JN chairman urges gov’t to step up the pace with asset tax removal
JN Group chairman Oliver Clarke.
JN Group, which re-organised as a mixed conglomerate in 2017 is calling for reductions in asset tax so its commercial banking arm can make a greater contribution to economic growth.
Chairman of the company, Oliver Clarke in the JN Group annual report, released this month stated, “the high cost of capital and banking taxes, including the 33 per cent asset tax, inhibit our ability to reduce interest rates, which would, in turn, spur growth in the economy.”
Clarke said that the removal of the tax would immediately facilitate more funds being made available in the financial sector for customers to access.
He is also calling for the continued lowering of cash reserve ratios, extending this to more financial institutions.
“Once again, we propose that the government lowers the cash reserve requirements for financial institutions which provide financing for student loans, small business loans, mortgages and agriculture loans.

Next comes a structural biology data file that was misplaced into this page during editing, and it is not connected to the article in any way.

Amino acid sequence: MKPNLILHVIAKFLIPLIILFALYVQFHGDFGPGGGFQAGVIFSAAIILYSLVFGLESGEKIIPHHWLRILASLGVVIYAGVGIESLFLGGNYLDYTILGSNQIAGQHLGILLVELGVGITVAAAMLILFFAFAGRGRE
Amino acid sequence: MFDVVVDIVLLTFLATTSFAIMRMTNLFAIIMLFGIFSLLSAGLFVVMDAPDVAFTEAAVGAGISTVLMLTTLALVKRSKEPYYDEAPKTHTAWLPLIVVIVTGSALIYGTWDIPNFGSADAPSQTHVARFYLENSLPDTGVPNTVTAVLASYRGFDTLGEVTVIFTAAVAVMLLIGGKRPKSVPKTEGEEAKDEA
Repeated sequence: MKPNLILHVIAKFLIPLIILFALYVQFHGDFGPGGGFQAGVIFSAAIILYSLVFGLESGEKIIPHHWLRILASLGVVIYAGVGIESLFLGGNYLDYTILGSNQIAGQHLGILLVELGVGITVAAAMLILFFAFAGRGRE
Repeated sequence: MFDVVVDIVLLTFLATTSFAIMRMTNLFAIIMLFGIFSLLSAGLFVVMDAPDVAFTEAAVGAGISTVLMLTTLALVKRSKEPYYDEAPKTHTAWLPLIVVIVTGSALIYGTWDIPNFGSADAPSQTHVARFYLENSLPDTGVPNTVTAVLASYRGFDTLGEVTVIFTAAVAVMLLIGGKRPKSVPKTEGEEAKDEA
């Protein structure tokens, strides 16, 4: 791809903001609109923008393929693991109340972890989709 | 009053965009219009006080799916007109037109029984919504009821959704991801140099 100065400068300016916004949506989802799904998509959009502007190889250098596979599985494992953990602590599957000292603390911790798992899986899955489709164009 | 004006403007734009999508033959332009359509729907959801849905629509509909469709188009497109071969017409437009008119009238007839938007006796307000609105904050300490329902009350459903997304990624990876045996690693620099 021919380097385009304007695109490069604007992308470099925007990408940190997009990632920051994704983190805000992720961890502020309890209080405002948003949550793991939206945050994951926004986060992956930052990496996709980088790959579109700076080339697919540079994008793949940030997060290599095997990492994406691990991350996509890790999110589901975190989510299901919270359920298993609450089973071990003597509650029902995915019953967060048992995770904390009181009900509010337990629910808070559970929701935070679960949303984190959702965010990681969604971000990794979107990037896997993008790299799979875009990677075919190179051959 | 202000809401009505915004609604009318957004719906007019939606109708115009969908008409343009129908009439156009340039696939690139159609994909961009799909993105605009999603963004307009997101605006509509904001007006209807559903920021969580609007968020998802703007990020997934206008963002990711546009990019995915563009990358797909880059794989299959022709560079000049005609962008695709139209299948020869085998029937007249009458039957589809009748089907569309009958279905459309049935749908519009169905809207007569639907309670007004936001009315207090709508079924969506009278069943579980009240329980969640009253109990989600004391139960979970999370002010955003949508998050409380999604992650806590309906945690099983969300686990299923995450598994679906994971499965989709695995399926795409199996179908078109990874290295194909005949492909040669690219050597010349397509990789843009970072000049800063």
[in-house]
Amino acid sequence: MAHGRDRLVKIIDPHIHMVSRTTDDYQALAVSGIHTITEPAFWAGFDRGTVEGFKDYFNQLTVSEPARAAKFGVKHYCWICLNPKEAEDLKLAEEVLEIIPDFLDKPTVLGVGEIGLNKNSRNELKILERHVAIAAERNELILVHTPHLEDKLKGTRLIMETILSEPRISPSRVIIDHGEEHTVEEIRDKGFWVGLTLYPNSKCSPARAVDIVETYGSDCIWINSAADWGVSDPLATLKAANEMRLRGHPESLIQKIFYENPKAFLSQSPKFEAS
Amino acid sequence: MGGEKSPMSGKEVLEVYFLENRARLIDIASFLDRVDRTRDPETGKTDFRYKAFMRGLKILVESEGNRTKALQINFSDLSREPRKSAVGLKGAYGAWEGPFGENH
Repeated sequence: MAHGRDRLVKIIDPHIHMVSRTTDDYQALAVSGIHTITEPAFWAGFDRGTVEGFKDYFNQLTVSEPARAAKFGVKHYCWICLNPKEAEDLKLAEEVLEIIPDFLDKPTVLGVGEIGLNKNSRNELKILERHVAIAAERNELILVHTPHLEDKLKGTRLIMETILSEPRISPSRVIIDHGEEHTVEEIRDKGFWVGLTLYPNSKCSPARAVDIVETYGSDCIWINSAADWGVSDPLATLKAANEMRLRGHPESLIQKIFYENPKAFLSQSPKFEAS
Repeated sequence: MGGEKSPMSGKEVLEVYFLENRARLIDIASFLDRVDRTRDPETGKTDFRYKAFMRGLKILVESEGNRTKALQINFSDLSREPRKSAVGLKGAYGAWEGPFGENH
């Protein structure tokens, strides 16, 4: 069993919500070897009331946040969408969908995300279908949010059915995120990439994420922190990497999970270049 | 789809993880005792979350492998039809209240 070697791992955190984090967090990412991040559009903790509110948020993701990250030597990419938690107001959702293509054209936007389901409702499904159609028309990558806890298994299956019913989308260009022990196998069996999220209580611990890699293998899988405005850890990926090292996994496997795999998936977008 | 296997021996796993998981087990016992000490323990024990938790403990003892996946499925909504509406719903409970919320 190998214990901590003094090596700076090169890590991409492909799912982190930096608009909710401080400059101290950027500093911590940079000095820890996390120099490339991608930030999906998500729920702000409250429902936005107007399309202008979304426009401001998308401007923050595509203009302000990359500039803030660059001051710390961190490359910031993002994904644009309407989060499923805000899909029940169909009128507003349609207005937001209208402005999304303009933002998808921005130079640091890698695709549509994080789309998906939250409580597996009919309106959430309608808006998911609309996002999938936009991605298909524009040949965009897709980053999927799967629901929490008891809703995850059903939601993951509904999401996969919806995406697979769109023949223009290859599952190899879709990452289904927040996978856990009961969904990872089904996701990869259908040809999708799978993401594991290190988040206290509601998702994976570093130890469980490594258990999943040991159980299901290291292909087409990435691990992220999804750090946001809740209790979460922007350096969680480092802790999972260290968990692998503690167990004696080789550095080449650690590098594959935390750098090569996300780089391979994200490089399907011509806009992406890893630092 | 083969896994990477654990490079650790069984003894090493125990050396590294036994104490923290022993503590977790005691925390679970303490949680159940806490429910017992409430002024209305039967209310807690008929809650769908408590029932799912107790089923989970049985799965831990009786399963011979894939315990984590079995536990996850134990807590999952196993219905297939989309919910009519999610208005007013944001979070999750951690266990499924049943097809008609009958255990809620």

He added, “this reduction would release more funds to deposit-taking institutions to on-lend to customers, thereby supporting the expansion of credit to businesses and households.”
Clarke expressed optimism that the proposals may be gaining traction.
“We have seen signals that these proposals are finding merit in the right quarters; and, therefore, it is anticipated that during the 2019/2020 financial year, our lobbying efforts will bear fruit.”
He also noted that at the end of the 2018/2019 financial year, the government announced the abolition of the asset tax paid by non-financial institutions; and its intention to extend this to financial institutions as well.
The Bank of Jamaica (BOJ) also reduced the cash reserves requirements for deposit-taking institutions twice, effectively releasing more funds to enable greater access to credit for businesses and households at lower rates and on better terms.